The minute before, Eoin Larkin got handpassed a ball by Richie Hogan. He soloed forward and attempted to sidestep Conor Gleeson, Waterford’s left half back. Gleeson blatantly extended his left arm and dragged down Larkin. McGrath waved on play. Ever since another referee decided Larkin is not entitled to a free in these situations, he seems to be treated differently than other forwards.

Needless to remind, there was copious media comment about Kilkenny manager Brian Cody taking James McGrath to task at half-time in the replay. Those comments would have possessed far more weight if they were issued from individuals with a track record of raising this topic where Clare manager Davy Fitzgerald is concerned. Rarely enough, over 18 seasons, has Cody got involved with an official.

Ger Loughnane recently claimed on The Sunday Game that the standard of refereeing has never been higher. Loughnane is to bold statement what beagles are to scent. Maybe he is correct in that assessment but there is one aspect of last Saturday week’s refereeing that deserves to be annotated. Item: Time added above and beyond the designated three minutes of additional time.

Richie Hogan struck the game’s final ball on 75:15. Meaning: Over two minutes elapsed beyond the designated three. Should timing not have an objective side (even though there is no suggestion that James McGrath was acting in any way except a touch unusually)? The sole substitute in additional time (Kilkenny’s Kevin Kelly) entered on 72:35, when designated time was nearly up.

A friend, who referees in Galway, was texting as I travelled home from Thurles. I asked his opinion on time added beyond the official measure. He thought the extra was fine, instancing substitutions and so forth (when there had been but one, with a mere 25 seconds to run).

His response so surprised me that I made a mathematical point, remarking that two minutes is 66 % of three minutes. How can any spell of minutes generate that much of itself as surplus? 66% of 70 minutes is 47 minutes, give or take. Have we ever seen hard on 47 minutes of additional time for a 70-minute match?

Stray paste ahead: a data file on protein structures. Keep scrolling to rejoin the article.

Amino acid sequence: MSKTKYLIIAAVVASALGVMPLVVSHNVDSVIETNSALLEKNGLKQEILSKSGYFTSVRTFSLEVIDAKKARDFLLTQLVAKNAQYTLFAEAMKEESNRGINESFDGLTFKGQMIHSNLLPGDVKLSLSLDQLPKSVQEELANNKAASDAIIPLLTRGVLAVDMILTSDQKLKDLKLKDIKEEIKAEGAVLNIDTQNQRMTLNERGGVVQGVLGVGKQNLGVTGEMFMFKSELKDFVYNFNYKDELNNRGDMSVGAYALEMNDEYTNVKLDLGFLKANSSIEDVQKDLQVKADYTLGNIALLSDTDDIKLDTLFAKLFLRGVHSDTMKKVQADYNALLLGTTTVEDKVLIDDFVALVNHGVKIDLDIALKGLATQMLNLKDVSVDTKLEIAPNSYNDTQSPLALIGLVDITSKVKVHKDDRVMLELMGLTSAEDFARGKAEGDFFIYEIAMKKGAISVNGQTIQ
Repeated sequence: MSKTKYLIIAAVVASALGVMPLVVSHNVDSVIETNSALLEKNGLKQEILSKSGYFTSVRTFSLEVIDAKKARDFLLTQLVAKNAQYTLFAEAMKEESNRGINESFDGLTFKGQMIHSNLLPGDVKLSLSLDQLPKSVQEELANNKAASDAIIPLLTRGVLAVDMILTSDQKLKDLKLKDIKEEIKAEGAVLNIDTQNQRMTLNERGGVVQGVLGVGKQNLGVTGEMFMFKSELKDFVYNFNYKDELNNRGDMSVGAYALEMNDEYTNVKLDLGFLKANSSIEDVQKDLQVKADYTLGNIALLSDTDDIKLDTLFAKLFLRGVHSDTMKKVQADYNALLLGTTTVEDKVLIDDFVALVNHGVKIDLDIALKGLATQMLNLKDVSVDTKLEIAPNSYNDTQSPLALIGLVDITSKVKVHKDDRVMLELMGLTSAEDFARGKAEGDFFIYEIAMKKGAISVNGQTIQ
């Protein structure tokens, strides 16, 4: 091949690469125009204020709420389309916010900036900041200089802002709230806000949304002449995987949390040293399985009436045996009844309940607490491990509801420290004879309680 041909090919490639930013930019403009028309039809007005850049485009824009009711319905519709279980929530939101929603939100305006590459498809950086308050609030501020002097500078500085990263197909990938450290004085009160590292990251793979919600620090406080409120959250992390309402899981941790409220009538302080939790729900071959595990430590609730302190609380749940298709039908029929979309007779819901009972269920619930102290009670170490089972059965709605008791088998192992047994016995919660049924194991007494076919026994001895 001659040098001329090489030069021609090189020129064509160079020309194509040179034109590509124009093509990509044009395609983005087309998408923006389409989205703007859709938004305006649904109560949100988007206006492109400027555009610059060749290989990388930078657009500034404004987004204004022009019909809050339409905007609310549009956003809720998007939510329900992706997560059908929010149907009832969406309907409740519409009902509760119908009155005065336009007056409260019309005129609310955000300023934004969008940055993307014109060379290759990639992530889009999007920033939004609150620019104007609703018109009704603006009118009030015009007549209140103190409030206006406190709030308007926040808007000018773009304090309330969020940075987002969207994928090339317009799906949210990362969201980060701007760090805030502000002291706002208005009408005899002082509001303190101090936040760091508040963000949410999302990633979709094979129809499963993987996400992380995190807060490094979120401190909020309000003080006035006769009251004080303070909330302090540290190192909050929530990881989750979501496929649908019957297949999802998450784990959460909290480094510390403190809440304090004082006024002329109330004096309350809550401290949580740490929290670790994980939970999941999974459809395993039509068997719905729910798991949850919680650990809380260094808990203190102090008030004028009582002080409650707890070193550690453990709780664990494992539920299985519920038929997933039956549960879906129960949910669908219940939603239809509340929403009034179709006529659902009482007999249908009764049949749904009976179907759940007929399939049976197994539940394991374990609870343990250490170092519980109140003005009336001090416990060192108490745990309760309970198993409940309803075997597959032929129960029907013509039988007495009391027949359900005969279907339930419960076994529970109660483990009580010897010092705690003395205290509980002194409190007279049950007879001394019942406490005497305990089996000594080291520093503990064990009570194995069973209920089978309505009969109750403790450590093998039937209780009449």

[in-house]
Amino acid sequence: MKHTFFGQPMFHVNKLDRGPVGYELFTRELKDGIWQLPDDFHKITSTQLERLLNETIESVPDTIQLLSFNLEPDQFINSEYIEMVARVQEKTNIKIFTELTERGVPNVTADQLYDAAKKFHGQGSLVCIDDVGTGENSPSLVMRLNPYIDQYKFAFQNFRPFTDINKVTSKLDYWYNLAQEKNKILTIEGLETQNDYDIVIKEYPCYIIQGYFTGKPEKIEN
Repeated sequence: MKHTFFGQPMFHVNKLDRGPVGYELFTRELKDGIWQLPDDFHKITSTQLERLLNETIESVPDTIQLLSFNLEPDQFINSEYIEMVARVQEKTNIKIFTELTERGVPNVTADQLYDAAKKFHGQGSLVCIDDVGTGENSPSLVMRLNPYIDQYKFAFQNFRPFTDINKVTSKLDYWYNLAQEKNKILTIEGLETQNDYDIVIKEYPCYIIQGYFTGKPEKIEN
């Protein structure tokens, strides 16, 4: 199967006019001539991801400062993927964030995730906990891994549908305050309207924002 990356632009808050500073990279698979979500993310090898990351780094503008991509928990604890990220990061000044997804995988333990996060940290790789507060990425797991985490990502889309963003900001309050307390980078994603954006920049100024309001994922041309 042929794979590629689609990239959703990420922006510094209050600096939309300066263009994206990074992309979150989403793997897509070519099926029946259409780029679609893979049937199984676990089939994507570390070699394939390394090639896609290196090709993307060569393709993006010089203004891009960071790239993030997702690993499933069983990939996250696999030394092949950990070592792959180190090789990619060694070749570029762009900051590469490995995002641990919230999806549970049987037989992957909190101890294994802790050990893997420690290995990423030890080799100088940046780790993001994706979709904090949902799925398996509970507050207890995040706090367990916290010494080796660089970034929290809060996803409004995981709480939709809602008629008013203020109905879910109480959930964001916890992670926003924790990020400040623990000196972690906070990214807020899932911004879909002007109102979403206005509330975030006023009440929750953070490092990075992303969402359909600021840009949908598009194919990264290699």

You know the answer. The typical measure for a 35 minute half is two minutes, which is around 6%.

Responding to the maths, the friend first remarked: “It was as much to prove that you were worthy winners than anything else. There is a certain psychology to it.”

When I demurred, wondering whether there is a separate rulebook for reigning All-Ireland Champions, he replied: “It is an underdog’s privilege.”

I have never met anyone who had sight of a section in any rulebook, past or present, marked ‘Underdog’s Privilege’.

Before their 2007 All-Ireland final with Limerick, when Kilkenny were seeking two in a row, I wrote a magazine article about what would be best for the game’s future. The contention centred on a Kilkenny five in a row. Only this scenario, I felt, would force a move into an open draw structure. Even the Munster supremacists would not abide a scenario in which a Leinster county routinely harvested five or more titles a decade.

The scenario broached in August 2007 came up 19 minutes short in September 2010. But its truth, over many dynamics, remains no less acute.